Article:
The Buried Biblical Secrets of the Holy Land

Ilsa Z.

Biblical archaeology, which originated as a discipline about 160 years ago, is the study of ancient artifacts to prove the existence of the Bible.

William Dever, an American archaeologist and historian, says, “Archeology is almost the only way that we have for reconstructing a real-life context for the world out of which the Bible came, and that does bring understanding.” Today, Biblical archaeology is a thriving field, with new discoveries constantly coming to light that clarify our understanding of the Old and New Testaments.

The existence of Israel

About two centuries ago, archaeologist Flingers Petrie made a groundbreaking discovery related to Biblical events. The Merneptah Stele, also known as the Israel Stele, is a two-meter-tall stone block with engravings that describe the victory of the Pharaoh Merneptah around 1200 BC.

The discovery of the Merneptah Stele is significant because it is the earliest piece of evidence we have about the existence of Israel. Before this discovery, we had three other artifacts that referenced Israel (the Mesha Stele, the Tel Dan Stele, and the Kurkh Monoliths), but none of these dated back as early as the Merneptah Stele.

In addition, this slab proves that back in 1200 BC, Israel was already an established power, not just a population of nomads that had recently arrived in Canaan.

Tel Zayit abecedary

The earliest known specimen of the Hebrew alphabets was unearthed by archaeologists in 2005. At a site called Tel Zayit in Judah, just south of Jerusalem, an engraved stone was found with two lines of letters: the 22 symbols of the Hebrew alphabet. Experts believe the stone was found fitted inside a wall because the Phoenicians believed the alphabet could ward off evil.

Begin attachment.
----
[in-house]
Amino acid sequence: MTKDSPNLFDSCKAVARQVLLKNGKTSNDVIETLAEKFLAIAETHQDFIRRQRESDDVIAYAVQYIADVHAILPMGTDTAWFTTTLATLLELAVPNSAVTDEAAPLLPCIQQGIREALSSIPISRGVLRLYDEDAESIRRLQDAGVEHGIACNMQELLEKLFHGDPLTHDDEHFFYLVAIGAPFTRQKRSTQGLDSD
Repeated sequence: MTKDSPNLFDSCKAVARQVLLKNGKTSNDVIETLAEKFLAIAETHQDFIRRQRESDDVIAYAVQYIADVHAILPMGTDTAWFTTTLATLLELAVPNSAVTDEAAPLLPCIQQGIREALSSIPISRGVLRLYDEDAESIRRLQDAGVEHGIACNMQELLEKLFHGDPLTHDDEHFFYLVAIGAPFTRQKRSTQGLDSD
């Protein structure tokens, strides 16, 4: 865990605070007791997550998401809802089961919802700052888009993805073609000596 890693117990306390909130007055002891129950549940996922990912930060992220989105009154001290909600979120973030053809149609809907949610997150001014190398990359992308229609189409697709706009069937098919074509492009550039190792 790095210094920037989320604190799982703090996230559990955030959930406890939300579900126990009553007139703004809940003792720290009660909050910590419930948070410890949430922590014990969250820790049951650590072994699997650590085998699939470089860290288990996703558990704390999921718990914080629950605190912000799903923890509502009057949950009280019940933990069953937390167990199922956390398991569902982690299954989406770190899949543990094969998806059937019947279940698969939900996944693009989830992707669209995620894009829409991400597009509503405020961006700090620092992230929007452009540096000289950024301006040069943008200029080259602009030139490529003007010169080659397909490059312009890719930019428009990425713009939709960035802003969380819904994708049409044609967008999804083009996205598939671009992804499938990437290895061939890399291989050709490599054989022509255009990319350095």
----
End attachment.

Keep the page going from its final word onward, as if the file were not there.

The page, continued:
Most importantly, this artifact is also the earliest example of an abecedary, which is a document bearing the letters of the alphabet in order. Since Hebrew gave rise to almost all the other ancient languages, including Greek, this discovery is a powerful example of what the original ancient language looked like in its earliest form.

Remains of the House of David

The most convincing evidence about the existence of King David's kingdom has been the discovery of a 3000-year-old house at Tel Eton. This building, which is two story high and 2500 square feet in size, provides strong indication about at the existence of an organized government – most likely the United Monarchy.

The United Monarchy was the ancient Biblical kingdom presided over by David and later Solomon, collapsing after his death around 930 BC. This house, along with the site of Tel Eton, was destroyed by the Assyrians in the 8th century BC. After the United Monarchy, two other Jewish kingdoms came into existence: Judah, which was focused around Jerusalem, and to the north, the kingdom of Israel.

God and his Wife Asherah

Francesca Stavrakopoulou, a scholar at Oxford, has discovered evidence that hints at the existence of God's wife in the Book of Kings. This goddess is named Asherah, and she was worshipped alongside Yahweh (or God) by the Israelis.

This discovery has been fascinating in expanding our conceptions of modern religion, and how far their origins differ from what these religions look like today – all three major Abrahamic religions today have a fundamental belief in the existence of one God.

Based on artifacts unearthed in the ancient city of Ugarit, now modern-day Syria, Asherah has been found to be a powerful fertility goddess. An inscription from the 8th century BC indicates how the ancient Israelis would ask both Yahweh and Asherah for their blessings, proving their existence as a divine pair.

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